On Wednesday, November 5, 2014, the Section meeting was held at the Fasi Municipal Building. In the absence of President Pete Pascua, Director Mike Packard opened the meeting and announced that we do not have a section meeting scheduled for next month, but be on the look out for a happy hour for the month of December.
Vice President Natasha Soriano asked to go around the room and have everyone introduce themselves. Natasha introduced speaker Mark Garrity, Deputy Director of the City & County of Honolulu’s Department of Transportation Services, an AICP certified Urban Planner with over 20 years of experience.
Mark spoke about the King Street Cycle Track, which began construction on September 8, 2014, and should be completed in about 4 weeks to officially open on December 6, 2014. He explained that cycle track is a pilot project with the design done in-house and constructed by the City’s Department of Facility Maintenance with low cost materials. Mark went through a PowerPoint presentation and spoke about different aspects of the project. The green paint is a new FHWA standard for bike facilities, but there are various ways that it can be used. For King Street, the cycle track is being painted green through the intersections and in front of driveways to indicate a conflict between bicyclists and motorist. For the first 6 months the track will be for one way traffic, going with the flow of vehicular traffic. After the 6 six months the 10’ bike track will be divided for two way traffic, allowing bicyclist the convenience of being able to go back and forth on King Street, hopefully encouraging more bike use. Before data was taken, a travel time study allowed parking on King Street and found that it did not affect peak traffic flow, and therefore shifting King Street to 5 lanes from 6 should not heavily impact traffic. Bike counts were taken of bicyclists riding on the street, sidewalk, and parallel streets; and community outreach was conducted including community meetings with the Moiliili-McCully Neighborhood board and passing out flyers to every business along King Street. The project consisted of working with the stakeholders such as the City Council, Fire, Police, and the Hawaii Bicycling League, and public education was done through flyers as well as a project webpage and facebook page. The rules of the Track are no mopeds, skateboards, or segways, which means there needs to be a change in the law that currently says mopeds are supposed to be riding in the bike lane; drivers shall yield to bicyclists, and bicyclists shall yield to pedestrians.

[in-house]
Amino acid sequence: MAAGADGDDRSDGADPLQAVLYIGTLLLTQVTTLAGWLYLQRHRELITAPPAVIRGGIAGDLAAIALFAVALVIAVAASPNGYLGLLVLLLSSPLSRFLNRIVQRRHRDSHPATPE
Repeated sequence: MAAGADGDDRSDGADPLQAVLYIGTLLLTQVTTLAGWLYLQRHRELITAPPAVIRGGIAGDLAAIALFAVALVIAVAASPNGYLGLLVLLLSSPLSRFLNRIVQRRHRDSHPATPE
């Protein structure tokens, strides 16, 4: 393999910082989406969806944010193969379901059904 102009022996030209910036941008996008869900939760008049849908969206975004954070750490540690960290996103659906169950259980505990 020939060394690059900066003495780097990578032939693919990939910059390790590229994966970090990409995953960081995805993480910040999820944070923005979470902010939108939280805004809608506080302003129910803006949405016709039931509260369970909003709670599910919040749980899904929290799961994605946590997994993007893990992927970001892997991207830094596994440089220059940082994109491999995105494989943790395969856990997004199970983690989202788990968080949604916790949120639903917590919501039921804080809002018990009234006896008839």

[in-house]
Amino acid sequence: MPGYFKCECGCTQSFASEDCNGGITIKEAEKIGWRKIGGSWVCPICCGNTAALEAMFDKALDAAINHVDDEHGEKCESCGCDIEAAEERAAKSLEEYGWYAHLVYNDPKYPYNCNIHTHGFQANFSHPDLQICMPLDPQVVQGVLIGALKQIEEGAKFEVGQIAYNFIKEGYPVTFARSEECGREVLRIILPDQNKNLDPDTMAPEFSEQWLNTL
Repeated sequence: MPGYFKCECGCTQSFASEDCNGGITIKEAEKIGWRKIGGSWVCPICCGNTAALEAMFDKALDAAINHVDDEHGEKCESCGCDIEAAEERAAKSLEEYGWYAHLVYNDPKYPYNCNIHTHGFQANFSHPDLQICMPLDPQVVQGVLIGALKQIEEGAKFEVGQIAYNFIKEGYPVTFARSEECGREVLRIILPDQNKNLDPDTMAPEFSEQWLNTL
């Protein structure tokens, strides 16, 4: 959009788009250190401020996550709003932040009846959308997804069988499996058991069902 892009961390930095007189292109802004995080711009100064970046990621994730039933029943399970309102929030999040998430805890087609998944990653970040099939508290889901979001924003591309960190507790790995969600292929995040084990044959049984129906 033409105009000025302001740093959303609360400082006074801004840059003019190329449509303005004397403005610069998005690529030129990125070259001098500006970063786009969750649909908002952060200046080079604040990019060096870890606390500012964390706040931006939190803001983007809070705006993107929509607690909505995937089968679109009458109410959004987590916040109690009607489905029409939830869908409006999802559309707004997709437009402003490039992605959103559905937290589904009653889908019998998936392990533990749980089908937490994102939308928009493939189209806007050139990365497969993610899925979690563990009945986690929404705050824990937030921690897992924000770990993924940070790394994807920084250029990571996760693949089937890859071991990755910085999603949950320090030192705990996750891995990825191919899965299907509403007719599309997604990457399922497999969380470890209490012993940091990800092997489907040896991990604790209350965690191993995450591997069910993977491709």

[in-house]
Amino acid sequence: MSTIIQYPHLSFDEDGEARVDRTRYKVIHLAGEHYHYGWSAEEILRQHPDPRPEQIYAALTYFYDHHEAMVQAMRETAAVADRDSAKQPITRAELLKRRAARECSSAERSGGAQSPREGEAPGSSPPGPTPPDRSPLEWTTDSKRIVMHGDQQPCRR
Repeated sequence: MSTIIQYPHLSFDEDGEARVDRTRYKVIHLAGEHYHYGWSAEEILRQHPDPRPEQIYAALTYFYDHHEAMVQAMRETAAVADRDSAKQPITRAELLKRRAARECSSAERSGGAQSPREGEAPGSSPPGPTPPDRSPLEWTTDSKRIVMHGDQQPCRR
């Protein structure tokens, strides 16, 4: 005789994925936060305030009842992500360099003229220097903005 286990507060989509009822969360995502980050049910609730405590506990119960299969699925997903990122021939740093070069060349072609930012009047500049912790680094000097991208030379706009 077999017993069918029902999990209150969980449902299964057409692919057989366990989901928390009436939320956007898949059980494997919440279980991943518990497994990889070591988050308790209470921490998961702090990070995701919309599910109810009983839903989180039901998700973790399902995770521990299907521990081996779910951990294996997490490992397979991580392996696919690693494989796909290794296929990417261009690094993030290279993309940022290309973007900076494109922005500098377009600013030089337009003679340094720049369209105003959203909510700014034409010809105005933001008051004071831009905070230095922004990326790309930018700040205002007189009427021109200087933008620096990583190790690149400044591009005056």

Mark took the opportunity to share information about other bike developments. He had a slide about “sharrows,” pavement markings to indicate shared lanes for both vehicles and bikes. It was also mentioned that the other bike plans are still in effect, and when Beretania Street gets resurfaced soon, it will get a traditional bike lane.
Mark opened the floor to questions, and City Bicycle Coordinator Chris Sayers shared more information about the project as questions were asked. There was a good discussion amongst attendees, including how we educate everyone on the proper use, how do we encourage bicyclist to ride safely on this and other streets, and how will we know if the project has been a success or not.